Questions of who a legal parent may seem straight forward: Either you’re mom and dad by birth or you’re not.
However, there are situations where biology is not necessarily the determining factor. Colorado Revised Statutes §19-4-105 sets out a number of factors that create what is a presumption of paternity or maternity that include:
– Genetic test confirmation
– Consenting to being put on the birth certificate after an attempted marriage (that may be or has been invalidated)
– Birth of the child during a marriage or within 300 days of the relationship ending (by annulment, death, divorce, or other declaration that the marriage was invalid)
– Taking the child into your home and holding them out as your own child regardless of marital status
– Acknowledgement of paternity in writings filed with the court or registrar of vital statistics
With the exception of genetic testing, Colorado law applies these presumptions to both alleged mothers and fathers where practicable, presumably as a sign of the evolving nature of what is considered a family unit in the American mainstream culture.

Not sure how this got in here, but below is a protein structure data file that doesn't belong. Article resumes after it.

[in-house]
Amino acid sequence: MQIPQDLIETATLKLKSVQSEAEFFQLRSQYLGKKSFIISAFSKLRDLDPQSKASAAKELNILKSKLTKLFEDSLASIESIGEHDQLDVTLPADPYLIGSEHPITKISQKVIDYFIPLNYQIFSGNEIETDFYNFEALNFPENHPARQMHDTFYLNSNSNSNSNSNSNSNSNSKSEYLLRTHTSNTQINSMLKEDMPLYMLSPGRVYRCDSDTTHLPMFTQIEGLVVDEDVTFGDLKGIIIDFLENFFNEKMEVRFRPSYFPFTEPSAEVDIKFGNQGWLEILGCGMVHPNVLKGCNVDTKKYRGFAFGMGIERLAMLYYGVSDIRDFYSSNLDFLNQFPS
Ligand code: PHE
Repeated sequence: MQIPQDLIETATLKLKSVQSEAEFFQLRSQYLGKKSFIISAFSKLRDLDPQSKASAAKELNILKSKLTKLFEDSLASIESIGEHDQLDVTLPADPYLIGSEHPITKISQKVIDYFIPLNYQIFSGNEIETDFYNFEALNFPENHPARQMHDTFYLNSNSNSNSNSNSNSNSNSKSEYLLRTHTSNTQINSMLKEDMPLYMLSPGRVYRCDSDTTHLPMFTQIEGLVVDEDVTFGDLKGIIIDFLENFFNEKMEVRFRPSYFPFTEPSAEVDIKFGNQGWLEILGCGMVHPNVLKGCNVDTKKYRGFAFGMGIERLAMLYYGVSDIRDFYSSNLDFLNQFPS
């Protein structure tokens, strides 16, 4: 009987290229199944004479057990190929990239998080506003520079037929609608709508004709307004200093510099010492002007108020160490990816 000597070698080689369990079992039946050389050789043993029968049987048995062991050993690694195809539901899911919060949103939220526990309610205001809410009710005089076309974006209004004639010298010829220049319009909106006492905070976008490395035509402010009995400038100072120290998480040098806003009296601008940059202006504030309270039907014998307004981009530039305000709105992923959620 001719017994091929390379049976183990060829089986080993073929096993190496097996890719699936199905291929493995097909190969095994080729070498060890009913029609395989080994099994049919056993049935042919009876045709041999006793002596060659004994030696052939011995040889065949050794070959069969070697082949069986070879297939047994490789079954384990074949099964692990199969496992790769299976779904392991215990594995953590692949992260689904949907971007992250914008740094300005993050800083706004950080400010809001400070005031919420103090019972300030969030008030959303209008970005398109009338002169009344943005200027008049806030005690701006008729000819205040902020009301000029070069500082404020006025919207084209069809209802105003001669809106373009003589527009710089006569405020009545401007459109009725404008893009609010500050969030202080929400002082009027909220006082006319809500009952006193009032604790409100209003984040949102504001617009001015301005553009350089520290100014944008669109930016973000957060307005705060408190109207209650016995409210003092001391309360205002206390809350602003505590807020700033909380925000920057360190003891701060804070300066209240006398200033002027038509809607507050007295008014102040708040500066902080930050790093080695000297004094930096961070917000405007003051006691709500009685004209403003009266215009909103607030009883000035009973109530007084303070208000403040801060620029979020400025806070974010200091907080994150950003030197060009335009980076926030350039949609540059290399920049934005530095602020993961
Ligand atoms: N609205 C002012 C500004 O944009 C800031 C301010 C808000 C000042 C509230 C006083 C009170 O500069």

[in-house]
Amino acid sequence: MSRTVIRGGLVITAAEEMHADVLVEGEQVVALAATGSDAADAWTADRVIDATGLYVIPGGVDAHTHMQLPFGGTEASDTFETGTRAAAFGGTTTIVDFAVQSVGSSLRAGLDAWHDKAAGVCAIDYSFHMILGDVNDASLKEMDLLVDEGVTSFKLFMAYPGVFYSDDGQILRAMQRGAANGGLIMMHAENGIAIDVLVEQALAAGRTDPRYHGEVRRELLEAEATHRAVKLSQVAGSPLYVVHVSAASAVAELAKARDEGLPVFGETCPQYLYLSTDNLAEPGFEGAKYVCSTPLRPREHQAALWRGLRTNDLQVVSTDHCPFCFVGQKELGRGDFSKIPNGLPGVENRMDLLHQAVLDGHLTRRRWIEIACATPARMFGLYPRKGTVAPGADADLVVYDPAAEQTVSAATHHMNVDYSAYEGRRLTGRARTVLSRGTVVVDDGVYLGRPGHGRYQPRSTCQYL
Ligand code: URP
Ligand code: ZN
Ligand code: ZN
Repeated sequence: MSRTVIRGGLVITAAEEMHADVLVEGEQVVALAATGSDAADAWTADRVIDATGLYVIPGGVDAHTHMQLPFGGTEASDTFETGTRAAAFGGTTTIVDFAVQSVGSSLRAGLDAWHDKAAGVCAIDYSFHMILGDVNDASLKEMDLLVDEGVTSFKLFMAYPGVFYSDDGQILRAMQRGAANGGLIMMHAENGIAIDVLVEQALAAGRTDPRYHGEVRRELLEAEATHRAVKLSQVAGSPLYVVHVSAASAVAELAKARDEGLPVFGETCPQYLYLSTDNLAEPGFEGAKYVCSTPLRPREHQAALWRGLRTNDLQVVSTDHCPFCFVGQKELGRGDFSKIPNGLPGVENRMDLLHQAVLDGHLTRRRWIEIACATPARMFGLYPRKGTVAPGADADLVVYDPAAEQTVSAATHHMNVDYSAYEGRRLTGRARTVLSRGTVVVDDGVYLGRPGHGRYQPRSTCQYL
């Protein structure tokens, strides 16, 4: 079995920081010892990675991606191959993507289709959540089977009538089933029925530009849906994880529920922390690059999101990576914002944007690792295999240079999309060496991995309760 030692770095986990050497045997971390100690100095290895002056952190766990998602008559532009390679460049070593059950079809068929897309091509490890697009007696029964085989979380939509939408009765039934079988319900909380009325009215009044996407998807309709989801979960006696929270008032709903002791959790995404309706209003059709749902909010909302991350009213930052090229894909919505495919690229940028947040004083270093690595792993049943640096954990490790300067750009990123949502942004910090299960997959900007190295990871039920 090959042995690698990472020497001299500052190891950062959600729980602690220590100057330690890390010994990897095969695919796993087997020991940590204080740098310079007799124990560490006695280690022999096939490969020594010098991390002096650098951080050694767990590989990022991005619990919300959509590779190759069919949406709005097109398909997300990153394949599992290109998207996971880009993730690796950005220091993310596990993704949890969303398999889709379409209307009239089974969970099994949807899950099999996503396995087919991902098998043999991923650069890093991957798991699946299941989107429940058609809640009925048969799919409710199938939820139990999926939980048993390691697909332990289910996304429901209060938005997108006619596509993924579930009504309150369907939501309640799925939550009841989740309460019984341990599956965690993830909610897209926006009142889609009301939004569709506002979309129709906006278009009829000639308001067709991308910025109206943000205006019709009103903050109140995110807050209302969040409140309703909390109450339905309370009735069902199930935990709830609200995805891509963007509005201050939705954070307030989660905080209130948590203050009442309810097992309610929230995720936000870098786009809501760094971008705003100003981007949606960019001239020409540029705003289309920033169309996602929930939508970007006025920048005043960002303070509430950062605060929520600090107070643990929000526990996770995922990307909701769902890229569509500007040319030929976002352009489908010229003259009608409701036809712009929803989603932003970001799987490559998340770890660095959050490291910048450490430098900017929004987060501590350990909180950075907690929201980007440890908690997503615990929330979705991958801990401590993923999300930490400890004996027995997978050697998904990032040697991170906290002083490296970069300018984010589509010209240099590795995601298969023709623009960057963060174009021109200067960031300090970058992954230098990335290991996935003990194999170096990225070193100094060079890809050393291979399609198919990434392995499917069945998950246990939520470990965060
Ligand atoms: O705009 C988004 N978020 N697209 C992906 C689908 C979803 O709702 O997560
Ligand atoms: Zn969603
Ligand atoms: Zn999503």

Any one person may meet one or more of these presumptions and the law does not rank one presumption as the ultimate winner on its own. The decision ultimately comes down to questions of what is in the best interest of the child and what decision best conforms to the intent of the legislature.
It is possible for a biological parent to lose their legal status and rights if they have simply abandoned the child and there is a step-parent ready and willing to adopt the child. At that point a biological parent may consent to their rights being taken or have a hearing for the court to make that determination.
If you have questions about your status as a non-biological parent, please contact our office at https://www.m2lawyers.com/contact-us/ or call 303-872-0084 for a consultation.